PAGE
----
GRWR: This bears repeating: I LOVE THIS PICTURE BOOK and could read it again and again. The same is true for Klassen’s follow up, This is Not My Hat. Your kids will agree. Klassen’s sweet, naive bear is in search of his hat and can’t even see the truth when it’s staring at him straight in the face, while atop the head of the creature who stole it. The kindly, good mannered bear makes his way through the woods encountering a fox, a bunny, a turtle, a snake, a possum, a deer and a squirrel, always asking after his hat. “Have you seen my hat?” The animals’ replies are varied, but straightforward and clever, and all in a font color matching their design. Of course the culprit’s remarks are by far the crowd pleaser,
“No. Why are you asking me.
I haven’t seen it.
I haven’t seen any hats anywhere.
I would not steal a hat.
Don’t ask me any more questions.
recalling Shakespeare’s “The lady doth protest too much, methinks.” When at last the bear realizes where his hat is, readers will note upper case letters signaling his displeasure, and more hilarity and surprises ensue. This read-aloud delight will tickle the funny bone of generations of youngsters. – Reviewed by Ronna Mandel
$15.99 U.S./$18.00 CAN – ISBN: 9780763655983 (Ages 4-8)
* A Theodor Seuss Geisel Honor Book
Note: I Want My Hat Back is in their Top 25 to be voted on for Best of the Best ranking by popular reader vote: http://time.com/100-best-childrens-books/
Journey by Aaron Becker
Follow a girl on an elaborate flight of fancy in a wondrously illustrated, wordless picture book about self-determination — and unexpected friendship.
GRWR: Reviewer Hilary Taber said of Journey, “Pure imagination is Journey, a wordless picture book by Aaron Becker. Journeying through the world of this stunning picture book, the audience follows the adventure of a little girl who uses a red marker to literally draw herself from one world into another. Lonely and bored in her own home, the little girl retreats to her room where she uses a red marker to draw a secret, red door. This new world beyond the red door is filled with breathtaking landscapes.”
$15.99 U.S./$18.00 CAN – ISBN: 9780763660536 (Ages 4-8)
* A Caldecott Honor Book
Library Lion by Michelle Knudsen, illustrated by Kevin Hawkes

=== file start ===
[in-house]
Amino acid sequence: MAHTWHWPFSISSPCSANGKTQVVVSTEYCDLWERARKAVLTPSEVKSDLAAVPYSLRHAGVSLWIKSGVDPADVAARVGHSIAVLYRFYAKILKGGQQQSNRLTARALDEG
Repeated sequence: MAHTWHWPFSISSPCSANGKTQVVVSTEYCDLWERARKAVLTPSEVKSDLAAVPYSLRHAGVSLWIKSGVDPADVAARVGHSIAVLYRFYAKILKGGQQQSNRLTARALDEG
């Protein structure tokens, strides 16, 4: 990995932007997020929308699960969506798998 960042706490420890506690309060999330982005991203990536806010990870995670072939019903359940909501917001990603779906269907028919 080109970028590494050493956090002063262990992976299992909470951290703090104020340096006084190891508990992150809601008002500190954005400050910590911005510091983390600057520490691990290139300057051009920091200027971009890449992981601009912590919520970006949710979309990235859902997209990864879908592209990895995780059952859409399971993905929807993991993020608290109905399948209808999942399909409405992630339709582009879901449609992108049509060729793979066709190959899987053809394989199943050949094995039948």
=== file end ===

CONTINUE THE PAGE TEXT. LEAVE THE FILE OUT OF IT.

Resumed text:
Michelle Knudsen’s disarming story, illustrated by the matchless Kevin Hawkes in an expressive timeless style, will win over even the most ardent of rule keepers. An affectionate storybook tribute to that truly wonderful place: the library.
GRWR: Knudsen asked herself the question, what would happen if a lion walked into a library, and then ran with it! What’s so wonderful about this premise is that lion statues have always been the guardians of great library entrances I have known and they’re in front of the library in Library Lion, too. Hawkes’ warm, light colored, low key ’50s style artwork helps convey the supposed staid atmosphere of the library, but all that changes when a curious lion enters the scene. After he makes most of the visitors nervous, he ends up at story time and roars when it’s over. Youngsters will understand how he feels because who doesn’t love story time? But head librarian Miss Merriweather tells him, “If you cannot be quiet, you will have to leave.” As with many librarians, or children’s impression of them, it’s all about the rules. As long as the lion follows the rules, he’s welcome, in fact he becomes a regular and even makes himself quite useful. His tail dusts books while giving kids rides along the stacks of books. Miss Merriweather’s colleague, Mr. McBee, has more trouble accepting the lion’s presence in the library providing the tension in this very readable tale. When Miss Merriweather falls, it’s the lion whose ROAR alerts Mr. McBee to the accident saving the day. Sometimes, it’s clear, there’s “good reason to break the rules.” Notice the lion statues smiling before closing the book to contented little ones. – Reviewed by Ronna Mandel